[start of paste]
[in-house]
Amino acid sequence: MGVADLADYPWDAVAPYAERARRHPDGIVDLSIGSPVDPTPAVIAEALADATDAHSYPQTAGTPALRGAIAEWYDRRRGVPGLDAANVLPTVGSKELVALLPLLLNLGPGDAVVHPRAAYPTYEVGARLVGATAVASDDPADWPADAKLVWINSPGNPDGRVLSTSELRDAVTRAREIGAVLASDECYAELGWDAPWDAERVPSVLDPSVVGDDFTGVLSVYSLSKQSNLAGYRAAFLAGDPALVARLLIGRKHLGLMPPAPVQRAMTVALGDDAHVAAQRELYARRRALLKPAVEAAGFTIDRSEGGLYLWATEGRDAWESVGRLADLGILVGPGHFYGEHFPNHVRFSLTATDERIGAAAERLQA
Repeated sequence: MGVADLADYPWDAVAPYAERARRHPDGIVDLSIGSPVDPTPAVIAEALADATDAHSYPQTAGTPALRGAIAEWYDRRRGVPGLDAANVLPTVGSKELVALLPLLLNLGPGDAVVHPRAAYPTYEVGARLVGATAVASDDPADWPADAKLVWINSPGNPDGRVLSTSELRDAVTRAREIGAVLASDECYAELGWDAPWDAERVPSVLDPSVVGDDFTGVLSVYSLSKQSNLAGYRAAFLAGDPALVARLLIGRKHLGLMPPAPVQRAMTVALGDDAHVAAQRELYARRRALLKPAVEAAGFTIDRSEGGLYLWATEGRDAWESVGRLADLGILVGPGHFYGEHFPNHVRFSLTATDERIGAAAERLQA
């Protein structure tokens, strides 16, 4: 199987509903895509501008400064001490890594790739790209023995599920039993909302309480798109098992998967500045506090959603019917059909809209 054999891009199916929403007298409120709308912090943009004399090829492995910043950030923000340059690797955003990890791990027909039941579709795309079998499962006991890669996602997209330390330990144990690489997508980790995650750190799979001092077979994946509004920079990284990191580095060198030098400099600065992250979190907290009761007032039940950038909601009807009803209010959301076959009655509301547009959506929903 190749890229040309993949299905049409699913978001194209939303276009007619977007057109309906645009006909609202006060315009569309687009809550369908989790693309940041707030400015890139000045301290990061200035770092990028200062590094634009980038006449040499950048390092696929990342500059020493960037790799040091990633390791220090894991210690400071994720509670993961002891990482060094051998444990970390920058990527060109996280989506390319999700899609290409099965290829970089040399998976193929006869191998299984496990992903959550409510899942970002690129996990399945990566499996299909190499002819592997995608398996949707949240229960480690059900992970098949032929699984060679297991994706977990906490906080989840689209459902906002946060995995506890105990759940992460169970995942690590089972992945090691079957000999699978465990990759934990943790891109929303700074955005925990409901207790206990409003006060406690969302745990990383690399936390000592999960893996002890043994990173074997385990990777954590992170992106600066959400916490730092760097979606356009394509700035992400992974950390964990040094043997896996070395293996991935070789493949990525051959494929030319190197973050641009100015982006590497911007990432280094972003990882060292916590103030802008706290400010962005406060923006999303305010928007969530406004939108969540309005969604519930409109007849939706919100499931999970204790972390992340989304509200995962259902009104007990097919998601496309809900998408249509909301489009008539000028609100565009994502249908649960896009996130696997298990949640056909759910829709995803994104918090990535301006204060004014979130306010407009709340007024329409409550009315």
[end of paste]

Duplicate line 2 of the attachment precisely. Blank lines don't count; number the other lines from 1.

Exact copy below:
Amino acid sequence: MGVADLADYPWDAVAPYAERARRHPDGIVDLSIGSPVDPTPAVIAEALADATDAHSYPQTAGTPALRGAIAEWYDRRRGVPGLDAANVLPTVGSKELVALLPLLLNLGPGDAVVHPRAAYPTYEVGARLVGATAVASDDPADWPADAKLVWINSPGNPDGRVLSTSELRDAVTRAREIGAVLASDECYAELGWDAPWDAERVPSVLDPSVVGDDFTGVLSVYSLSKQSNLAGYRAAFLAGDPALVARLLIGRKHLGLMPPAPVQRAMTVALGDDAHVAAQRELYARRRALLKPAVEAAGFTIDRSEGGLYLWATEGRDAWESVGRLADLGILVGPGHFYGEHFPNHVRFSLTATDERIGAAAERLQA